See under Clone.
Offspring produced from an organism by asexual reproduction (Greek: branch or rice). In humans, identical twins form a natural clone (but with different fingerprints). In plants, this is called vegetative reproduction, when new plants are regenerated from certain tissue parts of an initial plant. In the process, genetically completely identical living beings with hereditary characteristics are initially created, which are 100% identical copies (duplicates) of the original type. Due to spontaneously occurring mutations that accumulate during the life phase, these copies slowly but steadily deviate from the original vine in small steps. However, one can only speak of mutants from a certain larger morphological and genetic scope of change.
In somatic chimeras, the mutations occur in a tissue-specific manner. The outer epidermal cells or the inner cell layers may show one or more mutations. Such chimeras are even likely to be the rule in grapevine, because with the first divisions of the embryo, the basic division of the tissue layers into epidermis and inner cell layers is deterministically established forever. This division of the basic tissues into two is already also contained in each newly formed axillary bud, so that chimerisms are also multiplied during vegetative propagation via cuttings. In sexual reproduction, on the other hand, two parent varieties are crossed so that from each fertilised seed a new grapevine variety grows out, half of which has the newly combined hereditary traits of both parents. Thus, new grapevine varieties are created through targeted cross-breeding by sexual means. However, somatic mutations and vegetative propagation give rise to clone variants, mutants and chimeras.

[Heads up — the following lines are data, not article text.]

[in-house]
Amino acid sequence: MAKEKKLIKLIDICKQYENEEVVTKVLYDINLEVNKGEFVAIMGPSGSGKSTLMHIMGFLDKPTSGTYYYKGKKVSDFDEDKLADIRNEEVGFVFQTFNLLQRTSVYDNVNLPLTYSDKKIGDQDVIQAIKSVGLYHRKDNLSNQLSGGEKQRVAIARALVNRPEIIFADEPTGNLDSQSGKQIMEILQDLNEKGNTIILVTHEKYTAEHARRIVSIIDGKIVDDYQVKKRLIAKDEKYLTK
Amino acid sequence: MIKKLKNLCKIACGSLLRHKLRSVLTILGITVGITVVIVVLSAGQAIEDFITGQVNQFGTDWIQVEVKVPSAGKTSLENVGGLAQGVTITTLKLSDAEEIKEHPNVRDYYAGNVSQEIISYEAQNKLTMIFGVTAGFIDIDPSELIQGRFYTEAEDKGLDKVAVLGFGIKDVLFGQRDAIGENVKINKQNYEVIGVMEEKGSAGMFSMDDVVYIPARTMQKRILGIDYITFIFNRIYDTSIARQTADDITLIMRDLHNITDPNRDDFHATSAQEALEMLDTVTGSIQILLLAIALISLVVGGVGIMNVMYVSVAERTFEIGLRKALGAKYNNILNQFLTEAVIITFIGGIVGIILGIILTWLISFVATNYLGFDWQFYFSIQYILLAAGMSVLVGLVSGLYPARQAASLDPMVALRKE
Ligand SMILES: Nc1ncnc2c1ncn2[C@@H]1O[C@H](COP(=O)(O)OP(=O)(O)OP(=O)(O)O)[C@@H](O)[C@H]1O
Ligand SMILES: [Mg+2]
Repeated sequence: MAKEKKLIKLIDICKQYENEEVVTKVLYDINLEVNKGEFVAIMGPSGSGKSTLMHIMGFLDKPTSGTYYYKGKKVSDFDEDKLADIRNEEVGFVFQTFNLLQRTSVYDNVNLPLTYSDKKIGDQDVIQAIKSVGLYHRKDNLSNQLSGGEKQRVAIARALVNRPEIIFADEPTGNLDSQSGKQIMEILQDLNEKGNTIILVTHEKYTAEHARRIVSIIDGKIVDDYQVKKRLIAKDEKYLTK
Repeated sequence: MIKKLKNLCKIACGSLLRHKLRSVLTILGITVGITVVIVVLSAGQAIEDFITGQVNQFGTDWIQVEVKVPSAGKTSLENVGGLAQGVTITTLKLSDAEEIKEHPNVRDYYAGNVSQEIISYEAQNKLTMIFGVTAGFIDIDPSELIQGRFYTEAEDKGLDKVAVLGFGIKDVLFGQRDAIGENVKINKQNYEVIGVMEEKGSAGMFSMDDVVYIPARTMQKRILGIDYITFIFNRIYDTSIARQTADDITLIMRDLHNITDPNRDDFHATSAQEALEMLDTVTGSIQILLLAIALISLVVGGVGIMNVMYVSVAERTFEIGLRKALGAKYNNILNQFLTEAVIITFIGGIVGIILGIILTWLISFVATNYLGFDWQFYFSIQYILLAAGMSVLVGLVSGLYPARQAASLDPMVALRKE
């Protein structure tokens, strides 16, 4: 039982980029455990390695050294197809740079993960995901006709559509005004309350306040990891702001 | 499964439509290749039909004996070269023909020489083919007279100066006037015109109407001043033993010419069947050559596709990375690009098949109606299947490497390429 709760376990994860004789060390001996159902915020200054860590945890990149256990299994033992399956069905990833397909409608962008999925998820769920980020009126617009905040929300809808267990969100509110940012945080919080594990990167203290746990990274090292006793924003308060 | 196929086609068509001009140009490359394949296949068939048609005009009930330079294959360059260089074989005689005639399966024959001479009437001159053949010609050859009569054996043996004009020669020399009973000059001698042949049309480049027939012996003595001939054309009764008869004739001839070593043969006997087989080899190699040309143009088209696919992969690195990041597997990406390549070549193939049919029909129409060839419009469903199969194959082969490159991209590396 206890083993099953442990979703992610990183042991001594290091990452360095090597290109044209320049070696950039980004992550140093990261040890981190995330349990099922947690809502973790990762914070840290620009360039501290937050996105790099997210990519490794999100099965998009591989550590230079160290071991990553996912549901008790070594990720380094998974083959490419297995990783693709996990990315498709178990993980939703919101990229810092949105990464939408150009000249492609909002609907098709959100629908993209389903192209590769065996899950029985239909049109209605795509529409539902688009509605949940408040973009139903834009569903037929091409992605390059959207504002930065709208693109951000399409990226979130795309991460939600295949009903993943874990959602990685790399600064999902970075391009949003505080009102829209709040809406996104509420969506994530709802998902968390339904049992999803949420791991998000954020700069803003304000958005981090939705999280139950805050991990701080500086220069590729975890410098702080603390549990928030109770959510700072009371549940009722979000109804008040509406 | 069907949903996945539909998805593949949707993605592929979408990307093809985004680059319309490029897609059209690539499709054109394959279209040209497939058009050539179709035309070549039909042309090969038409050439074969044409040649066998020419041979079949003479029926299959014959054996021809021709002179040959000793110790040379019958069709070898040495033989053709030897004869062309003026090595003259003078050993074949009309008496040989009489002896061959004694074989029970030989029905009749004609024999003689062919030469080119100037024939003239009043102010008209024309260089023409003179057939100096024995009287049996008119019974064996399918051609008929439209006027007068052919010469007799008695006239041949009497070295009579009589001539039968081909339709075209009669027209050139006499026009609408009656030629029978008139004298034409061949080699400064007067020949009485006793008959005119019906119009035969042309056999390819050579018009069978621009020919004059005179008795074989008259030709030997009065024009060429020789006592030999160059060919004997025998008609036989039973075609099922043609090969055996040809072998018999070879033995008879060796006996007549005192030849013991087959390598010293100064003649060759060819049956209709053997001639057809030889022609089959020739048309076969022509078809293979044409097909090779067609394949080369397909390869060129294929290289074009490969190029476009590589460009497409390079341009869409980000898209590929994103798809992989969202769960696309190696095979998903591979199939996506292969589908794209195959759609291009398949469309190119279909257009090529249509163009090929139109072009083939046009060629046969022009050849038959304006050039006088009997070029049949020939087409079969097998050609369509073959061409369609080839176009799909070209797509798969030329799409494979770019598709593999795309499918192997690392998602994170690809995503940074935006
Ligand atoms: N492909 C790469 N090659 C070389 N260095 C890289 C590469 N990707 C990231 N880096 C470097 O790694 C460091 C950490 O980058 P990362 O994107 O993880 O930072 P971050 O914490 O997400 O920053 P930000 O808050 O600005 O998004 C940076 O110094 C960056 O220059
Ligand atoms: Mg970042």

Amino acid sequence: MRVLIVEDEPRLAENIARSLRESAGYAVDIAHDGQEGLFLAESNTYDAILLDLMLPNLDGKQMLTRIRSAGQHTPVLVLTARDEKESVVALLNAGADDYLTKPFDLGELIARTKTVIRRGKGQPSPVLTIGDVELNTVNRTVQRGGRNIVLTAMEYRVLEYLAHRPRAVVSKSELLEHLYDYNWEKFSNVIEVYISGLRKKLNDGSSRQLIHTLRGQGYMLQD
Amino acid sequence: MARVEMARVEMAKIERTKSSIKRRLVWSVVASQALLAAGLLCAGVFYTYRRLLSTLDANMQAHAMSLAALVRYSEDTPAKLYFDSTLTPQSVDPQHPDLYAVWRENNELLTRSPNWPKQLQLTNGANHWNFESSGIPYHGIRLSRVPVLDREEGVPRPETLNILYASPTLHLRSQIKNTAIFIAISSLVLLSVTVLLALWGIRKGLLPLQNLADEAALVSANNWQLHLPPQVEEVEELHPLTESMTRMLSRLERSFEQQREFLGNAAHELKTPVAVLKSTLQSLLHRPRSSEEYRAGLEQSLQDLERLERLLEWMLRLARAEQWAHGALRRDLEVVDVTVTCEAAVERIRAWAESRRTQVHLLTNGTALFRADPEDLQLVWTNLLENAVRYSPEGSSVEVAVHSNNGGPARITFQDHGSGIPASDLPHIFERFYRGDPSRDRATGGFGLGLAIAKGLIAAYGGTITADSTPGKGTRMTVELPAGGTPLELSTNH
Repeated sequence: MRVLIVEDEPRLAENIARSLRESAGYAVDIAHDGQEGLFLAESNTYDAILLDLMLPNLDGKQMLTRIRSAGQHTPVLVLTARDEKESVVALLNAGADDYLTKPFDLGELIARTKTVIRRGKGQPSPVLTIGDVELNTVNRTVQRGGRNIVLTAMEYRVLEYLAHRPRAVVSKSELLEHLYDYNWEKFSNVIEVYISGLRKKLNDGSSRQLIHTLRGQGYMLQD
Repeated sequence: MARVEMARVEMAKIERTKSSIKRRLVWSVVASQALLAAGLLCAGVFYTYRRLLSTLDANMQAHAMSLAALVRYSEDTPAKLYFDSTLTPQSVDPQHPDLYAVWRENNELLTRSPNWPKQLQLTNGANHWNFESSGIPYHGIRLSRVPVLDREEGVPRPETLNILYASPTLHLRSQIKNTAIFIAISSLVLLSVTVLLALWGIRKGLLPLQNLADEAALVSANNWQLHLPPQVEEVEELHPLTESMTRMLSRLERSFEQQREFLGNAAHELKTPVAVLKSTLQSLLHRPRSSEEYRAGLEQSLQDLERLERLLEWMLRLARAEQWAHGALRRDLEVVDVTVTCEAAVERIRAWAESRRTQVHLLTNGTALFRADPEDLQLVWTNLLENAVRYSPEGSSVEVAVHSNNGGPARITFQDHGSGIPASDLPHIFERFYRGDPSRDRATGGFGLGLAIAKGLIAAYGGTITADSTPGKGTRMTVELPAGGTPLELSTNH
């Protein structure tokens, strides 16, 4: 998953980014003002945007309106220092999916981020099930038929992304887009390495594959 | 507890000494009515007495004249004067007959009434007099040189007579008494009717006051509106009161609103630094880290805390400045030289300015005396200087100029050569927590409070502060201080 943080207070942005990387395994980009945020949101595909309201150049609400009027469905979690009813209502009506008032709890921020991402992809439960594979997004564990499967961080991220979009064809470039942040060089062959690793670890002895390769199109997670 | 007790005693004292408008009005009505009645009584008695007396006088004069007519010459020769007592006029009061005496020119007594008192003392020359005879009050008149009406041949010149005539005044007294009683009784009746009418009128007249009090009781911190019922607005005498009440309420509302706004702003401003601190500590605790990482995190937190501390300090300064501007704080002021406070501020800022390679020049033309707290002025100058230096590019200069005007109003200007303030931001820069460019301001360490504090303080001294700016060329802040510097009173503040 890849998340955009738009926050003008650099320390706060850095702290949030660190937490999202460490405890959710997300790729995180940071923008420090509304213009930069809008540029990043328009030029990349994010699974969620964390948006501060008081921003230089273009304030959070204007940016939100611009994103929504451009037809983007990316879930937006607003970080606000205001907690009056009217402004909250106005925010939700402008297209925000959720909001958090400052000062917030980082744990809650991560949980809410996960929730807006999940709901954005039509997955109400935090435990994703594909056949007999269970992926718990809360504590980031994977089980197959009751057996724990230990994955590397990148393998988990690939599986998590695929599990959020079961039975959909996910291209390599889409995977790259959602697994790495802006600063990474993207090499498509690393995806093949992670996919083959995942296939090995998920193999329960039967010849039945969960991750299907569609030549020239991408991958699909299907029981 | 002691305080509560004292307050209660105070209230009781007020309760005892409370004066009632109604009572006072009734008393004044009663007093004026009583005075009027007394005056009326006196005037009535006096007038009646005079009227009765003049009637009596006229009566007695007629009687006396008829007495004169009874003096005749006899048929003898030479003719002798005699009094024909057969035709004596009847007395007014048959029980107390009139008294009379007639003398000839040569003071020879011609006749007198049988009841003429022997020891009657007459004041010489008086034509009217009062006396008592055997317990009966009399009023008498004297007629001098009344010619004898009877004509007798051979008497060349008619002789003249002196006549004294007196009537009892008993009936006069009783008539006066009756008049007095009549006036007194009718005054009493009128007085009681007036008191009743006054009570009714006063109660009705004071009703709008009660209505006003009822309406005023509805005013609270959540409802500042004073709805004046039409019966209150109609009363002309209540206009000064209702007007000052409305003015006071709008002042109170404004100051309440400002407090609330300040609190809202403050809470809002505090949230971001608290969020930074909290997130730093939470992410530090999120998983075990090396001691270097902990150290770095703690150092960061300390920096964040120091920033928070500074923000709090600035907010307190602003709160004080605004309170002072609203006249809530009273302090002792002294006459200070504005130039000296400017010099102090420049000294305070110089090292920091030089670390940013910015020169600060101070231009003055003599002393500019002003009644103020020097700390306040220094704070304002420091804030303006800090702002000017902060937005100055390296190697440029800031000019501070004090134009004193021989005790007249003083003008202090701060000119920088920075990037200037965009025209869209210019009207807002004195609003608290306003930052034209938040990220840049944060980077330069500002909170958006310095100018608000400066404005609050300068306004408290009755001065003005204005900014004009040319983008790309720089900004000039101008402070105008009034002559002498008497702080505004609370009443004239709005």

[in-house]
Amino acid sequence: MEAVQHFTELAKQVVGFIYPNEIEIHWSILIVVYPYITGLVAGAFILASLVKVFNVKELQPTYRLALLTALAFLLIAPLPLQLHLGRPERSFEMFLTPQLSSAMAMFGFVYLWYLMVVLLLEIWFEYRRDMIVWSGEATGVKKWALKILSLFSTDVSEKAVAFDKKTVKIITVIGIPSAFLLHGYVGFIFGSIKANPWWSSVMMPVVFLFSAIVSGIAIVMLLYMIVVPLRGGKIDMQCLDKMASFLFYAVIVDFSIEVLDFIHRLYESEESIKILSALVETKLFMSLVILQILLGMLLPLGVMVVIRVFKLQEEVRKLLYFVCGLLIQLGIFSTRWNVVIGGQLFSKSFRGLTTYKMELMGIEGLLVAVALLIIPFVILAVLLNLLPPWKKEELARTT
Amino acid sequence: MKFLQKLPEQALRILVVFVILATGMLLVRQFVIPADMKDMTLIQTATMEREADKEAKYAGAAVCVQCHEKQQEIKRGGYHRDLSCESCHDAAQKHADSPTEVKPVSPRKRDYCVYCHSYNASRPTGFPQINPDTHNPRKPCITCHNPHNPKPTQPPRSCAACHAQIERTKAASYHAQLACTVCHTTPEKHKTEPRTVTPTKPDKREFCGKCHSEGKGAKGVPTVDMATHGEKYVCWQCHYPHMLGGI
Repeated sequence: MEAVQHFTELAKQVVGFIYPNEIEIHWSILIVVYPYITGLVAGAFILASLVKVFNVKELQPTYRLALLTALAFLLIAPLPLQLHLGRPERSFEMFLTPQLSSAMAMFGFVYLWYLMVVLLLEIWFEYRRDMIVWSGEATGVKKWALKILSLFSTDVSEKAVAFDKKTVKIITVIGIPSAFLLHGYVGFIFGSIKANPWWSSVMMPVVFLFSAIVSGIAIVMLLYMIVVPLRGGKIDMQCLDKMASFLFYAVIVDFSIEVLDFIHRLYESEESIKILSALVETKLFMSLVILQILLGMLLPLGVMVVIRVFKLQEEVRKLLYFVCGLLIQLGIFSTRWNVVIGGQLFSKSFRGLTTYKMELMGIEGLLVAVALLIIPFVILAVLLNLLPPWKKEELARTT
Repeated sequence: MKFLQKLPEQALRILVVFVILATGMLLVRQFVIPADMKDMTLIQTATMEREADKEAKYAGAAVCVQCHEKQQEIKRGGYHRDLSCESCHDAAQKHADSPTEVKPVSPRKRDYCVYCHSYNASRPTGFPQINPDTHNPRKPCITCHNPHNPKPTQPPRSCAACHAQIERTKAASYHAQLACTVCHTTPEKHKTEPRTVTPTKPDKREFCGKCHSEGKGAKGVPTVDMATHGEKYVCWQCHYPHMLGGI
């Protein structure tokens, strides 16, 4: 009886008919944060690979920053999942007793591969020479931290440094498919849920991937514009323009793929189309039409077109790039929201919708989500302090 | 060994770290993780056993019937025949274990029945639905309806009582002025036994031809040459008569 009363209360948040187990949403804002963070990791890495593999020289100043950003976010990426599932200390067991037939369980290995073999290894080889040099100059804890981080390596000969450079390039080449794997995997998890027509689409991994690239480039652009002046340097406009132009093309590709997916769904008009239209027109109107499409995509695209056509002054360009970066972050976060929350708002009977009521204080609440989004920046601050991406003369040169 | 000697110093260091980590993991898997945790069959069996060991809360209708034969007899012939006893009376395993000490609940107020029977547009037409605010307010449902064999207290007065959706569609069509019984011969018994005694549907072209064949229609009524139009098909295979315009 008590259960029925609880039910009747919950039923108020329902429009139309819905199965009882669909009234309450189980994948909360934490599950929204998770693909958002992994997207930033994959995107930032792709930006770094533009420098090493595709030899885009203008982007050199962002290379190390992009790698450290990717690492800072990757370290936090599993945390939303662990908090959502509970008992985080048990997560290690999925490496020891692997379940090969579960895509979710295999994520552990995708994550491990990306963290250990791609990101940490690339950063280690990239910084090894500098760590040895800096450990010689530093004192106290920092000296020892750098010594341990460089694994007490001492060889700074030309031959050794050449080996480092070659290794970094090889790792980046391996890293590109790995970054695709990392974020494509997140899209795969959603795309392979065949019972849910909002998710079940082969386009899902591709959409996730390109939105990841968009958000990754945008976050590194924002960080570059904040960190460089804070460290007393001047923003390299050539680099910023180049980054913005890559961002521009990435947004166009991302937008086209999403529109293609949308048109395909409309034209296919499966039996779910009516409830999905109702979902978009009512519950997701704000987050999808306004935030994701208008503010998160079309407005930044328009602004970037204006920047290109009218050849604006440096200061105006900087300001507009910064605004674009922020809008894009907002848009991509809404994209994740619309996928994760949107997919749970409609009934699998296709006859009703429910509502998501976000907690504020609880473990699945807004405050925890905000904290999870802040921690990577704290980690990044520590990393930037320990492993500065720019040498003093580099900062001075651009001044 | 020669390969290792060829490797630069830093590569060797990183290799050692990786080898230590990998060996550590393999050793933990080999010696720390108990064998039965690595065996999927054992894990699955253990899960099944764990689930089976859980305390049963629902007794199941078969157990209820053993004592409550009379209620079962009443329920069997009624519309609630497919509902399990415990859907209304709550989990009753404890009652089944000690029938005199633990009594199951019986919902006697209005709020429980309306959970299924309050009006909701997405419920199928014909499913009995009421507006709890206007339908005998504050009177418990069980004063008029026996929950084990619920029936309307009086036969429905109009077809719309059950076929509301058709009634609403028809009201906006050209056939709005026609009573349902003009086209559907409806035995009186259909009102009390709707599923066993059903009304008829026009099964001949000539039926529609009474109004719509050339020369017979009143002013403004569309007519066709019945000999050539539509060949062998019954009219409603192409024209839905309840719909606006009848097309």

The three terms clone, mutant and clonal mutant are often used colloquially in viticulture to define the origin of a vine, but this is not correct, because a clone in the strict scientific sense is an identical copy of the original, while a clone in the viticultural sense is a mutated clonal variant and is no longer 100% identical to the original plant. In practice, clones of grapevine varieties are only addressed as clones when they can be at least slightly distinguished from the original type in some visible or measurable individual characteristics, i.e. they are already mutated. Such mutations occur spontaneously and often as bud mutations. Later, after budding, they are multiplied by vegetative propagation of the mutant shoots.
A clonal mutant is a clone (duplicate) of a variety that deviates in some characteristics. Clone mutants are created by spontaneous mutation of a fruit shoot that has been selected for its deviating characteristics and...
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